Last week I devoted to learn state-of-art feature extraction methods in image recognition, with a purpose of understanding clearly the reason for learning features. Now I have read several survey papers and know a little about it.

How to Understand an Image

The first obstacle in image recognition is how to make a computer know the content of image. Regarding that computers can only process mathematical computations, scientists proposed to compute the likelihood between digital images. But the remaining problem is the likelihood of what. Composed of hundreds of pixels, an image set incurs a huge amount of calculations that computers can hardly afford to.

Inspired by how human brains process visual signals, researchers used the likelihood of features, a high level representation from groups of meaningful pixels of an image, to represent original images. By using the features, the computation complexity can be greatly saved with limited loss of information. By comparing the likelihood between a known image and a test image, the computer is able to know whether the test image includes particular objects in the known image, and thus recognize the test one. Besides, t

How to Extract Features

So the question is how to extract such features within an image.

Global Features

A straight-forward idea is to extract features for the entire image, the global features. However, above method tends to mix foregrounds and backgrounds together, making it hard to differentiate features for target objects. In addition, image occlusions and clutter may largely impede the performance.

Local Features

A sounding alternative is investigating local features. Within a local area, features are easier to be extracted. Specifically, local features can be obtained via two methods, the segmentation method and sampling patches. Although being able to accurately distinguish targets from noise backgrounds/foregrounds, the segmentation methods requires the prior knowledge of the image composition. However, such information may not be available for a test image unless the image is successfully segmented. So there is a question about ‘chicken and egg’. On the other hand, the sampling patches approach makes a different story. This approach first divides an image into piles of patches. For computation simplicity, features are extracted only from part of the patches. Finally, local features (usually vectors) are finally concatenated to form the full representation of an image, following the pooling procedure.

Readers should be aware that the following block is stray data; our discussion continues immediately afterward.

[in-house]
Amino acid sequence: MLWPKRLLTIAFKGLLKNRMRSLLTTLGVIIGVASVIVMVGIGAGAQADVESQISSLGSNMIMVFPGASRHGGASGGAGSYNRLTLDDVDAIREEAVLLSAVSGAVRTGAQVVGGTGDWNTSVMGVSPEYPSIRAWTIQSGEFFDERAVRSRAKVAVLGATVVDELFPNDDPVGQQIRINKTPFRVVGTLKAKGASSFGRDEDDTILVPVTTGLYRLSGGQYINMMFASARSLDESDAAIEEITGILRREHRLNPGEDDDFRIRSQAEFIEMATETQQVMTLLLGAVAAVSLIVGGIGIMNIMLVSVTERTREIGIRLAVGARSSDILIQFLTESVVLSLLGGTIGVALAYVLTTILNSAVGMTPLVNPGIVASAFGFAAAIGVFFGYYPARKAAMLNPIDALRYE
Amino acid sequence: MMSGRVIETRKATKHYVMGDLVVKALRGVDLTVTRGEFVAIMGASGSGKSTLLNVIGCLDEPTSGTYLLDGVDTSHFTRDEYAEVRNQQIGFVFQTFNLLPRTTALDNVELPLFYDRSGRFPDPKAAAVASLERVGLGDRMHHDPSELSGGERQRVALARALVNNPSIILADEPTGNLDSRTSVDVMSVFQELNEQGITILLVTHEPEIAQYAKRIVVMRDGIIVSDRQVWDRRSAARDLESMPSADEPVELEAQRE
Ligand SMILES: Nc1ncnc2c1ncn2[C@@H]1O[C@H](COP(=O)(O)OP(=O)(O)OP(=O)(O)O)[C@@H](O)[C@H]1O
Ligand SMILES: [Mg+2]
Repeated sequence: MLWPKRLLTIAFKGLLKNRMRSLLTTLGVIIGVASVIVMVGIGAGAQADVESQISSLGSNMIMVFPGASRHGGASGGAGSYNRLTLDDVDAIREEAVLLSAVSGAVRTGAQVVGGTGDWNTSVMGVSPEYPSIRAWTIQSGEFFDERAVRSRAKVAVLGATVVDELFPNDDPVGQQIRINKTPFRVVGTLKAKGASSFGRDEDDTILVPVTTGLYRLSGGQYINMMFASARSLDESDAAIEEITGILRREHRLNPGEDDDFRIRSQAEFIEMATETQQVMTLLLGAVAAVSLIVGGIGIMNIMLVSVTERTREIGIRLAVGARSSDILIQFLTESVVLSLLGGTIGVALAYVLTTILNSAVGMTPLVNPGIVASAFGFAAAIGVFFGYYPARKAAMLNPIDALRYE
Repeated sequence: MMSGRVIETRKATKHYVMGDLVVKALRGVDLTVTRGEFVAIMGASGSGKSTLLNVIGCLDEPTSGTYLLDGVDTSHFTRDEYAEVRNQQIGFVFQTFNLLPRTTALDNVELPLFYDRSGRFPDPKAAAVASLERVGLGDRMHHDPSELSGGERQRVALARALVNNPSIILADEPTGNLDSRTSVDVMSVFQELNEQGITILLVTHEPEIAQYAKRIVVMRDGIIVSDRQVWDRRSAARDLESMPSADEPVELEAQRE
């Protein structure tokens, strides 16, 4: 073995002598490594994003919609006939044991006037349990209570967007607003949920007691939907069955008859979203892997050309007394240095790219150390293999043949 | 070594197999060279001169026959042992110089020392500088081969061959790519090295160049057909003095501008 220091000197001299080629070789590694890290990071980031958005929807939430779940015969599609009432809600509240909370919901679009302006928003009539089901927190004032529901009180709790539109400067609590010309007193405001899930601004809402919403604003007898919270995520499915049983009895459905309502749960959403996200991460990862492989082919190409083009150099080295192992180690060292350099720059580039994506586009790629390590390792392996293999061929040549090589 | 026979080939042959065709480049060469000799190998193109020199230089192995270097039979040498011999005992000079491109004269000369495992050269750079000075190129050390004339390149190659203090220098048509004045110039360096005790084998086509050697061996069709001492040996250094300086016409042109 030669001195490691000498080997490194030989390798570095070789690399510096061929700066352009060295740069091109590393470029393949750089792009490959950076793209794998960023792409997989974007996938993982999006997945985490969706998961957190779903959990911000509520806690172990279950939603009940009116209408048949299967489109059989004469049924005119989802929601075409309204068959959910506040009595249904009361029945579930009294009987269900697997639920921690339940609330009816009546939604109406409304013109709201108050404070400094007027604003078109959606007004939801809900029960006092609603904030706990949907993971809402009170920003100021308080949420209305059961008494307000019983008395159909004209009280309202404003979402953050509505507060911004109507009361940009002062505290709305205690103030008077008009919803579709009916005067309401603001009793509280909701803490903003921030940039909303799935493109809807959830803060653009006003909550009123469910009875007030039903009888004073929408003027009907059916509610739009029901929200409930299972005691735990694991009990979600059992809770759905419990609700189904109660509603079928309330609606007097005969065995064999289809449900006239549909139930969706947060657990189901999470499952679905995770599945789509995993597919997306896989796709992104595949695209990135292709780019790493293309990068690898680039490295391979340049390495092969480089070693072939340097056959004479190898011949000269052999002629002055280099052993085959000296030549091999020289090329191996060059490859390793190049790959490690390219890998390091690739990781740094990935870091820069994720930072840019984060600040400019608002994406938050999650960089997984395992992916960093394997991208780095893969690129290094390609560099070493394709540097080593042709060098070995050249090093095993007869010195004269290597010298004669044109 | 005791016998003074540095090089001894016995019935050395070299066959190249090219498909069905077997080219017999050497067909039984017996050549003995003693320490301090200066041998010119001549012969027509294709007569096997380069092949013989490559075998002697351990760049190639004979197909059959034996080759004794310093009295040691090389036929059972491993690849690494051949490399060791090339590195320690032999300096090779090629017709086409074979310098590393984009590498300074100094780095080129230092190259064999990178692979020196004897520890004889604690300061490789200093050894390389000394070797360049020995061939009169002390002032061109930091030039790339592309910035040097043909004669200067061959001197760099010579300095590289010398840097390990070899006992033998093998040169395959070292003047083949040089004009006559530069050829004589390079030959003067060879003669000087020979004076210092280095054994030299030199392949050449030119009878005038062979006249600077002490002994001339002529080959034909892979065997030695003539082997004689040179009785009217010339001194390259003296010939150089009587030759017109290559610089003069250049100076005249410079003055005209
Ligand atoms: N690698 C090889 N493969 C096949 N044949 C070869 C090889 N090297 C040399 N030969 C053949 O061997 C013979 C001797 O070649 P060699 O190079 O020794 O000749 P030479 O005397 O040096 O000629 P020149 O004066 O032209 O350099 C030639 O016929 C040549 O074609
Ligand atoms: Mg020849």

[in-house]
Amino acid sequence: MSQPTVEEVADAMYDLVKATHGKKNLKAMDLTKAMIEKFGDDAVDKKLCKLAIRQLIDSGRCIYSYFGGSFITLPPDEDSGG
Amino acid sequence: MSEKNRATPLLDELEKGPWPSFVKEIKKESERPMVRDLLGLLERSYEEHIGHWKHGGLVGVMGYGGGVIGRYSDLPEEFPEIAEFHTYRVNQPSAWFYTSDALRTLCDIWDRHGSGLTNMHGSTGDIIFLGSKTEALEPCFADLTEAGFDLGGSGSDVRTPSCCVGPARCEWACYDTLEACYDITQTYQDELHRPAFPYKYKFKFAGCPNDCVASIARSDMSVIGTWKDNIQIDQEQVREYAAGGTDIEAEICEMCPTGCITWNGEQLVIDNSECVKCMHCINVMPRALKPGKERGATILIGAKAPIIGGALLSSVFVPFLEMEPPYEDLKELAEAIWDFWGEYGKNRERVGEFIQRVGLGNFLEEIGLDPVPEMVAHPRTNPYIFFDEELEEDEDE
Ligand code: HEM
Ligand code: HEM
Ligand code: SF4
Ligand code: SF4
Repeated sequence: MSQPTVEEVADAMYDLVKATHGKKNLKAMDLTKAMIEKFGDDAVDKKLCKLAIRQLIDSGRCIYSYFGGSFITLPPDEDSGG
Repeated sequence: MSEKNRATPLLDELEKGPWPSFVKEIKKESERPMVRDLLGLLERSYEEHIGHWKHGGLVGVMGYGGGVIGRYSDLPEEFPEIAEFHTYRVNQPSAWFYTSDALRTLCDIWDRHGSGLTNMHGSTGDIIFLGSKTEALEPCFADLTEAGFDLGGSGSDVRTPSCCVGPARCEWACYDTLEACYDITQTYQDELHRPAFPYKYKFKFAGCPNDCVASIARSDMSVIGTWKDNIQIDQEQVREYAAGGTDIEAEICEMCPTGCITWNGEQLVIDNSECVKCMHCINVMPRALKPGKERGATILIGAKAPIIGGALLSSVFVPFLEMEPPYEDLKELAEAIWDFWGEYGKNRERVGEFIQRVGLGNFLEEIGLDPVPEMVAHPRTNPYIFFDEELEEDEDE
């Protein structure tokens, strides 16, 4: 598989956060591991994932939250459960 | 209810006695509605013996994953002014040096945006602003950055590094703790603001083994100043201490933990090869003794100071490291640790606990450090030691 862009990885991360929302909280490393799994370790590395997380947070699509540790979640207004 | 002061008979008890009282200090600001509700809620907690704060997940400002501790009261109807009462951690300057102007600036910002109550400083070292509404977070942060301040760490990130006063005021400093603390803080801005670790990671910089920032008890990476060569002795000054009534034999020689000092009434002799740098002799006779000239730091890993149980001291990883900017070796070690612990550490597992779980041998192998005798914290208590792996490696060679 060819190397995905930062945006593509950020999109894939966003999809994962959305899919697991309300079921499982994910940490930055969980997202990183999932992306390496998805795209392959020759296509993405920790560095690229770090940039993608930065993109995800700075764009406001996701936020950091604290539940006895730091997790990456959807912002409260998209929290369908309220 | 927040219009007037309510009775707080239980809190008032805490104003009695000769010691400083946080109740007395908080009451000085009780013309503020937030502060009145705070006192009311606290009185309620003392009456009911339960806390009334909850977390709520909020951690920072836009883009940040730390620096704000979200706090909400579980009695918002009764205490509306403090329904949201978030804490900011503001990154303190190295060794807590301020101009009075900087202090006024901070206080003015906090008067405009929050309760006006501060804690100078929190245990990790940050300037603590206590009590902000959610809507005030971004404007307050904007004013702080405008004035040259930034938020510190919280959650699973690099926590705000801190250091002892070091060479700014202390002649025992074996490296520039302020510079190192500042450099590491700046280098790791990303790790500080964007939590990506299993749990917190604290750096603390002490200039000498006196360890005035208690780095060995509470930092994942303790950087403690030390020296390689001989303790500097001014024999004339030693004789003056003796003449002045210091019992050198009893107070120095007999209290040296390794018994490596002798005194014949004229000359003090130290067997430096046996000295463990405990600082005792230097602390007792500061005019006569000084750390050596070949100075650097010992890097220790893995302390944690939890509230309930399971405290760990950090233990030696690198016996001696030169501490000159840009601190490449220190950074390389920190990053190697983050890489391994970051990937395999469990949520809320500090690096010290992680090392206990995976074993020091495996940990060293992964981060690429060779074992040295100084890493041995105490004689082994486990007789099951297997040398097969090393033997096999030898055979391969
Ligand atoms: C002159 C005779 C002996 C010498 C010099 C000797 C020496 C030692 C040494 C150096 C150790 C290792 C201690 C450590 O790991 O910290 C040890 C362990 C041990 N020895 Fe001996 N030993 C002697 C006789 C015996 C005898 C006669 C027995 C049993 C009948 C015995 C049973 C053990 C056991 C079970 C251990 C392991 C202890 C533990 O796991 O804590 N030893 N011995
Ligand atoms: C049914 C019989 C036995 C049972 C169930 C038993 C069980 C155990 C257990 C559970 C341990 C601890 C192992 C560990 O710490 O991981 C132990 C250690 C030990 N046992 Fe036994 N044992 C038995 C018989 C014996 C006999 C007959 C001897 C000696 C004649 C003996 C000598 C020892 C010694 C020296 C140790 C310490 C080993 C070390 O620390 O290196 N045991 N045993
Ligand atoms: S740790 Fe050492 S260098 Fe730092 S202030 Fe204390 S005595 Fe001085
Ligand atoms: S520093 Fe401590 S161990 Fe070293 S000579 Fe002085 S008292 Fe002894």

How to Extract Local Features

To step further, we come to the problem of extracting local features. By and large, there are two basic methods to design local feature extraction methods. The hand-designed method and the learning method. While the former one relies largely on analyzing low-level structural components of patches, say the corners, curves and regions, the latter one puts more emphasis on automatically generating high-level sematic representations of images. Therefore, hand-designed methods excels in accuracy but fails to outrun the learning method in efficiency, which is a more important property for large data applications.

A short summary of local feature extraction methods is shown below:


Map of feature extraction method

How to Evaluate a Feature Extraction Method

According to [2], there are 6 aspects on a the result features:

  • Repeatability
  • Distinctiveness
  • Locality
  • Quantity
  • Accuracy
  • Efficiency


Above summary on feature extraction methods may act as a enlightenment for my current work in deep learning, especially on designing improved feature selection methods to construct the receptive fields for training dictionaries (feature set) for higher layers. I think there is possibility of improving the way of learning higher level features of A.Coates’s work, where they just simply select T nearest features out of one local block.


1. Lowe, D. G. (1999). Object recognition from local scale-invariant features. In The Proceedings of the Seventh IEEE International Conference on Computer Vision, 1999 (Vol. 2, pp. 1150–1157 vol.2). doi:10.1109/ICCV.1999.790410
2. Tuytelaars, T., & Mikolajczyk, K. (2008). Local invariant feature detectors: a survey. Found. Trends. Comput. Graph. Vis., 3(3), 177–280. doi:10.1561/0600000017